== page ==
Organic Broadcaster

 

Benchmarking project offers organic farmers reduced tuition for state farm business management programs

By Joleen Hadrich & Pauline Van Nurden

The number of certified organic farms has increased by 55 percent from 2011 to 2016 in the U.S. (USDA-NASS, 2012; 2017). This statistic includes all organic production—vegetables, fruit, row crops, and livestock. In the Upper Midwest, organic production of row crops, forages, and dairy has experienced even greater growth. For example, certified organic corn production has increased by 165% in Minnesota. Similarly, certified organic alfalfa production has increased by 184% in Minnesota, 156% in North Dakota, and 336% in Wisconsin (USDA-NASS, 2012; 2017). Soybeans, wheat, and dairy production continue to increase in the Upper Midwest over the same time period.

Despite this large growth, organic producers have had few economic resources available to assist with enterprise analysis, cash flow planning, projected profitability statements, and farm management decisions. To meet those needs, the University of Minnesota is leading a multi-year, multi-state organic benchmarking effort in partnership with state-level farm business management (FBM) programs to collect and analyze organic financial data. Through this multi-state effort, organic farmers in Minnesota, Wisconsin, and North Dakota can receive a 25-50% cost-share for farm business management participation. Funding for this benchmarking effort is provided through the USDA-Organic Research and Extension Initiative Program (2019-51300-30484) for 2019-2022.

The organic benchmarking cost-share program creates the opportunity for certified organic producers to participate in an FBM program at a reduced tuition rate now through 2022. Organic producers are eligible if they have an organic dairy farm or raise any of the following organic crops: alfalfa, corn grain, corn silage, hay/haylage, soybeans, or wheat.

Farmers enrolled in an FBM program reap a number of benefits, including:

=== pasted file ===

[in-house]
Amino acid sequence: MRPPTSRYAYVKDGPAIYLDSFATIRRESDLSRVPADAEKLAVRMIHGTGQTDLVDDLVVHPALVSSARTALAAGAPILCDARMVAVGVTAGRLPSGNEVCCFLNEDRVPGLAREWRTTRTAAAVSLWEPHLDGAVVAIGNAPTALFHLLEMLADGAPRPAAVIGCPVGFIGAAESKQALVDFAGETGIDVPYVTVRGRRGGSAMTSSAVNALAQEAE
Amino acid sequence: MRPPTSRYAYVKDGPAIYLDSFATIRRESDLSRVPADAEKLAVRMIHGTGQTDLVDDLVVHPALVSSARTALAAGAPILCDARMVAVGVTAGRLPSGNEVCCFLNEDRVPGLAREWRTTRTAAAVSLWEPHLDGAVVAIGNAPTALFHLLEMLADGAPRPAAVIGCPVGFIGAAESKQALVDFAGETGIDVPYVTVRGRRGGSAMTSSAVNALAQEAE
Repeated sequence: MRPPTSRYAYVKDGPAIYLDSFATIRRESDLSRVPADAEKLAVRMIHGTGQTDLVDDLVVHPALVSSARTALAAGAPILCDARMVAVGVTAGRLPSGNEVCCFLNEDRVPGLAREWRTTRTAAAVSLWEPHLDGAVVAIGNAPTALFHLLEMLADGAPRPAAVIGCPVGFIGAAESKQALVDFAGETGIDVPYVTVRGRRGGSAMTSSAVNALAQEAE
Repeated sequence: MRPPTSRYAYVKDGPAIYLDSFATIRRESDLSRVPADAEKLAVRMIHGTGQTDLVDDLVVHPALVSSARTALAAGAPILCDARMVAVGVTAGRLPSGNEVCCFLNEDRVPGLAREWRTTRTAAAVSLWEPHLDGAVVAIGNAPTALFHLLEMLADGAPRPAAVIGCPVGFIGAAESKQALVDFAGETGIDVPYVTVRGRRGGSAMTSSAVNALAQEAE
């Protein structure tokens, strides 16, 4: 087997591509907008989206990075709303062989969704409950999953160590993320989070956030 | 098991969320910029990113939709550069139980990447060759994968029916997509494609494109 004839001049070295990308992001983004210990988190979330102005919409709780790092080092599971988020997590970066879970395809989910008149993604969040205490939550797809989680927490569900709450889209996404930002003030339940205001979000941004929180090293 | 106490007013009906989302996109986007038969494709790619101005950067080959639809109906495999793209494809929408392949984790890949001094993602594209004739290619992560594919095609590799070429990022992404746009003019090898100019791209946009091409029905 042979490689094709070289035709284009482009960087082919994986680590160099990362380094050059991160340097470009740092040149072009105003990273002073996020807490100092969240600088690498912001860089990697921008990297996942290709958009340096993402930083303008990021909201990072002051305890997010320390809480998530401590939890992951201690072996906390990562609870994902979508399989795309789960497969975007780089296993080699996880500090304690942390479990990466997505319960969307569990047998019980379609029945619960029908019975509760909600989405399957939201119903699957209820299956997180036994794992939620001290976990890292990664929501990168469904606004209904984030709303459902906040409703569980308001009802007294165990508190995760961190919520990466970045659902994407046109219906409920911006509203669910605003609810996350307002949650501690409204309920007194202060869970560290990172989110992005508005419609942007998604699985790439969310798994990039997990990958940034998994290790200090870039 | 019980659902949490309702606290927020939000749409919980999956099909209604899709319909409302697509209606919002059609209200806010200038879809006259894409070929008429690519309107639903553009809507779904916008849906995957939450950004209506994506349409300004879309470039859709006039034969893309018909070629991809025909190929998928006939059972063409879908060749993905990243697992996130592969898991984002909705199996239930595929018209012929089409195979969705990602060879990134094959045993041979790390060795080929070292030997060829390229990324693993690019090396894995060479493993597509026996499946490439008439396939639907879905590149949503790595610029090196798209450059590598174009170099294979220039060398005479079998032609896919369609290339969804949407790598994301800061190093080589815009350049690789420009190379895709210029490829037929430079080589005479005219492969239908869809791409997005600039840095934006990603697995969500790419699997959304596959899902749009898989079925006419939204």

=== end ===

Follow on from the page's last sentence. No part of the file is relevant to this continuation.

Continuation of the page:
• Working one-on-one with a financial expert to enhance management and financial capacity on their organic farm;
  • Individualized organic benchmarking reports for their farm;
  • Improved communication with lenders and other agricultural professionals that support their operation;
  • 50% cost-share for new FBM farms and 25% cost-share for existing FBM

Minnesota, North Dakota, and Wisconsin FBM programs contribute data to FINBIN, the national database for farm financial data. All organic data submitted through this cost-share effort will be included in FINBIN and used in an aggregate form to provide regional benchmark reports and build Extension programming and curriculum regarding the financial stability of organic dairy and crop production.

Right now, the benchmarking program needs additional farms to meet the minimum number needed for an aggregate benchmark to be generated and reported on FINBIN. Each participating farm will receive individualized benchmark reports, financial analysis, and cash flow reports working with their FBM instructor.

An example of an organic dairy farm FINBIN benchmark report is available at finbin.umn.edu/Output/724665.pdf.

Learn more about the organic benchmarking cost share program at agcentric.org/organic-farming-resources. To learn more about the FBM program in Minnesota, contact Bethany Halverson; in Wisconsin, contact Brad Sirianni; in North Dakota, contact Jason Fewell.

For questions about the USDA-OREI grant (2019- 51300-30484) or contributing data to FINBIN, contact: Joleen Hadrich or Pauline Van Nurden.

 

From the July| August 2020 Issue

 

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